Crosby - Smith delegation: This is the final chance any of us have to protect our downtown and waterfront. We ask that you don’t let us down.

opinionred 100x100Lynn Crosby and Blair Smith

January 14th, 2020


“This is the “as written” rather than the “as delivered” version of WeLoveBurlington’s delegation.  There are some inaccuracies in the “as written” version, a result of late changes in the staff/consultant presentations that were presented just before the delegations, to which the delegates had no opportunity to respond and which caused last minute ‘on the fly’ changes for us and others.   As such, it is a resounding QED (Quid est demonstratum = which is proven)  for WLB’s principal complaint of a flawed and disrespectful public engagement process”.

Good morning Chair, Councillors, Your Worship.

I am Lynn Crosby and with me is my colleague, Blair Smith. As you know, we represent the advocacy group, WeLoveBurlington.

We stand before you, as we did on December 5th, to ensure that citizens are heard. We are honouring a commitment – both to ourselves and to the other advocates for citizen empowerment and strong local voice. We question the timing and basic process of the course that brings the 243-page Integrated Control By-Law Land Use report before you for approval today – just 14 working days after it was first released on the Friday before the Christmas holidays. Also the 319-page Preliminary Preferred Concept Report to be presented to Council two days from now, and released only 3 business days ago. The reports are highly interdependent and the almost concurrent timing of both is very unfortunate. Is this truly enough time for even an engaged and well-informed citizenry to properly review, assess and comment? We believe not.

Lynn and Blair 3

Lynn Crosby watching council while her delegation partner reads.

The ICBL Report is exceedingly long and dense. A great deal of the necessary detail and the associated import is carried by and buried within the appendices; the degree of cross-reference and referral needed does not produce ease of understanding nor transparency. Nor does the staff report provide a clear and readily understandable summary of what it all means.

There has been no engagement exercise or review of the ICBL Land Use policies – no opportunity for the public to examine and respond. Why hasn’t the public been engaged on this as they were on the concepts? Why hasn’t this crucial meeting been actively promoted? Isn’t the Statutory Public Meeting the opportunity in the planning process to address the issues, allow the public to debate and obtain public input? Why is this meeting focused on approval rather than information collection and exchange?
This report accepts the same limiting factors and planning constraints identified in our earlier delegation:

· The urban growth centre designation for downtown
· The anchor mobility hub designation for the DT and
· The major transit station area designation for the current John St. bus station

Although important qualifications are made, no consideration has been given to our earlier recommendation – to shift the focus and effort to first eliminating these constraints, or attempting to, before establishing the amendments to the Official Plan.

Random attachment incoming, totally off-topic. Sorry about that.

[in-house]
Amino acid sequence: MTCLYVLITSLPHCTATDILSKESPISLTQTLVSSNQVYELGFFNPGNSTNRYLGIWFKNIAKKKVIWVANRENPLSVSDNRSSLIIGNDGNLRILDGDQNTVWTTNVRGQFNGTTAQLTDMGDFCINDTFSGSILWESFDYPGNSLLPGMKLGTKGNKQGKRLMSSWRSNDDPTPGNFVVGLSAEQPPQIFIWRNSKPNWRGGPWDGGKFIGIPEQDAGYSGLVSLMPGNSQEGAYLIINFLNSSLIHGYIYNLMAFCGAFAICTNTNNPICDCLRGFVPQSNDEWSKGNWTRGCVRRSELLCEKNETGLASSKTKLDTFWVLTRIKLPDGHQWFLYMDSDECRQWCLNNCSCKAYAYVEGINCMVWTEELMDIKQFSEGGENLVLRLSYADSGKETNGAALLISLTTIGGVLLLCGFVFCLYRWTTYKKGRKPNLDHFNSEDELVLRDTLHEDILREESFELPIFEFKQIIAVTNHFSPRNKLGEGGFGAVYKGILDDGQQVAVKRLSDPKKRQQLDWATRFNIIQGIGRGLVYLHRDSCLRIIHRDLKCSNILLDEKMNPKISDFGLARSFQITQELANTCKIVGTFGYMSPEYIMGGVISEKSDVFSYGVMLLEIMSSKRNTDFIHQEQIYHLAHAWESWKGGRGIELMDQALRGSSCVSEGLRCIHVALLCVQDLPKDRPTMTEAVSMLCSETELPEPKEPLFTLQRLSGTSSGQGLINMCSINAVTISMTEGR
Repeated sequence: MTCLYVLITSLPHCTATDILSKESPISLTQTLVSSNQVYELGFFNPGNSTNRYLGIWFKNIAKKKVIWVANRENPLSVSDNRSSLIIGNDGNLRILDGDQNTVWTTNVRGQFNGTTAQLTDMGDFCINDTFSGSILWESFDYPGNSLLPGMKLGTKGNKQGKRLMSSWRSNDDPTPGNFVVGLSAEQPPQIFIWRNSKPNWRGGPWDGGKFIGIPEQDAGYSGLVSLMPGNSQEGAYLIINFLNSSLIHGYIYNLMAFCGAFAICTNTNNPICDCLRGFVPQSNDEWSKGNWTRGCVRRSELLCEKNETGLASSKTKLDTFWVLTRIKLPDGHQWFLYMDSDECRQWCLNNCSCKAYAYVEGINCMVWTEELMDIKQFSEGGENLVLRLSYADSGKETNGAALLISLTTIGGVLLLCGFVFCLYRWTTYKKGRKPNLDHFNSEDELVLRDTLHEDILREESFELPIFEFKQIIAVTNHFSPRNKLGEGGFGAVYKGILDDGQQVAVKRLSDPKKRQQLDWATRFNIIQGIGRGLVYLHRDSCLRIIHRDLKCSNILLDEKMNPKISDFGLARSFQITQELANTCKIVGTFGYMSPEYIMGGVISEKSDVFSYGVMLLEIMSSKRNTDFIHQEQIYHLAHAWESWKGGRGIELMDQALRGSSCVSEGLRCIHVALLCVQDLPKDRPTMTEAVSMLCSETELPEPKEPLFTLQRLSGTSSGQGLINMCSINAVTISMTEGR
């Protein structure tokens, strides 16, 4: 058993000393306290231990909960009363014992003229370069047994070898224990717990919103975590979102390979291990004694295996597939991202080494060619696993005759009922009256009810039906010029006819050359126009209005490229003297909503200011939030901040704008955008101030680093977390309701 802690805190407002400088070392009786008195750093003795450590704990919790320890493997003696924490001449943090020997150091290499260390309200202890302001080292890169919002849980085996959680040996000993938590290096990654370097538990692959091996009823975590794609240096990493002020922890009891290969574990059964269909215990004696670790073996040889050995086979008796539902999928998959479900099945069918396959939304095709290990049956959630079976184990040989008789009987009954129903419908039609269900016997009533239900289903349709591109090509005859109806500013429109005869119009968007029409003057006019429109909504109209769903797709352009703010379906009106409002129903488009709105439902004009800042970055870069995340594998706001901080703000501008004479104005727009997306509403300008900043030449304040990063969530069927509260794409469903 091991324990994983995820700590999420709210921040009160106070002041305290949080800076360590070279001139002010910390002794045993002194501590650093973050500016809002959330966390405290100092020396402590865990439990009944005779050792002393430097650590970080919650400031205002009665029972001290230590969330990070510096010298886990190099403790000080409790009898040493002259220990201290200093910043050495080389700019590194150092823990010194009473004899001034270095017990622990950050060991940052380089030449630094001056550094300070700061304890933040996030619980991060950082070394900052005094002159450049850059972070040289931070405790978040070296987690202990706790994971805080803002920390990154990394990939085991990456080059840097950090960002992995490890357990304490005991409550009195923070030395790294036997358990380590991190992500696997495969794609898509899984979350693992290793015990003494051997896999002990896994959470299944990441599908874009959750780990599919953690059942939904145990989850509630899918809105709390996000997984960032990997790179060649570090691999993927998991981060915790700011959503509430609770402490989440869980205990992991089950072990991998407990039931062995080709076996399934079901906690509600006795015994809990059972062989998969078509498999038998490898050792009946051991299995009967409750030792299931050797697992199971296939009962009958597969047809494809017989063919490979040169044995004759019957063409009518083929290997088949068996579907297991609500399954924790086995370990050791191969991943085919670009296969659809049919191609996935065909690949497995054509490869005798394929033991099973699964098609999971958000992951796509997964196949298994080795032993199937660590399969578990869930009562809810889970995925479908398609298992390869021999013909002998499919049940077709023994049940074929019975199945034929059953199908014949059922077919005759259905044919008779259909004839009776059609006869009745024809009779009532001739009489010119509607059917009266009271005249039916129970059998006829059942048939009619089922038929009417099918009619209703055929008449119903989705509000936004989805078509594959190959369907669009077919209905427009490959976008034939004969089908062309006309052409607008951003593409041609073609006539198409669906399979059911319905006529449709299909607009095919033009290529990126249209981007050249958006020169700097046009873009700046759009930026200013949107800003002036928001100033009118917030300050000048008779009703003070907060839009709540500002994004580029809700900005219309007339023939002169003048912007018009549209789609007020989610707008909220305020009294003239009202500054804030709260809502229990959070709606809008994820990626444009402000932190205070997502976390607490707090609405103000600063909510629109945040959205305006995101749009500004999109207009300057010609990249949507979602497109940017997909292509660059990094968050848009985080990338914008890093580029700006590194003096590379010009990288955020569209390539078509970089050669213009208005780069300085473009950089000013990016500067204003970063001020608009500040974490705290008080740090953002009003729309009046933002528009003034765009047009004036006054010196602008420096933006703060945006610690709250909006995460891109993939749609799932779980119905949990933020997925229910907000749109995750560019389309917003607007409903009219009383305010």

Where is the “strategy” for approaching the Region or Province to relocate the Urban Growth Centre? Why is that not before us today? We believe that that is the first order of business and last month we were told by Ms. MacDonald that it would be coming. We are in a good position to ask for the Province’s assistance in this regard. As noted in the staff report (p.4), “Local Official Plans address much more specific planning issues within a city and provide greater detail and clarity on how a broad provincial direction is addressed at a local level.” In other words, the province is predisposed to leave issues of detail, such as the location of the UGC, to local decisioning.


MPP Jane McKenna

One year ago, our MPP Jane McKenna stated publicly in the Burlington Post, and again in her newsletter, that she often hears this request from residents and that she approached the Ministry of Municipal Affairs and Housing. She reported at length and concluded that …

“The City of Burlington council is free to remove these mobility hub designations from the local official plan. If city council voted to change the boundaries of the downtown Burlington urban growth centre this could be accomplished by Halton Region as part of the next official plan review. This must take place prior to July 1, 2022. Burlington could then, in turn, amend its official plan to reflect the new boundaries.”

We would like to openly acknowledge Ms. McKenna’s effort. WLB has not always been a cheerleader for our local MPP but here she did what she was elected to do and she did it when it could have made a difference. The citizens of Burlington expected and still expect that these conversations would have been undertaken by the City and that we would be well on our way to having the designations removed and the UGC moved. That this much time has elapsed without any such attempts is disappointing. We don’t accept that it’s now too late since you don’t want to extend the ICBL because you fear developer appeals if you do.

Respectfully, this is a situation created by you; we ask you to now fix it. If developers appeal, let them. In the meantime, you have the time needed to get the vital missing components done and in the proper order. As we have stated and continue to state, you only have one chance to protect the downtown and the waterfront and that chance is now.

The revised Land Use policies being recommended for adoption this morning, as Official Plan Amendment 119, are conveyed as appendices D and E. If accepted, we believe that OPA 119 will lock us into a downtown over-intensification scenario. There are technical planning considerations and policy issues that speak against the direction proposed for the downtown. They include the absence of all the planning components for which the Adopted OP was originally considered to be “non-compliant” by the Region, including the lack of a Transportation Plan or Mobility Hub Plan. Why do these gaps still exist? Why does the ICBL Land Use Study not address them?

John Street bus terminal

There was a time when Transit staff suggested the bus terminal be torn down – now the building is being described as vital if transit is to grow or the defining of the building as Major Transit Station Area as a major mistake.

How can the downtown be designated as an MTSA when it is recognized that the anchor DT bus terminal currently does not function as a major bus depot and is unlikely to do so barring substantial and unplanned future improvements?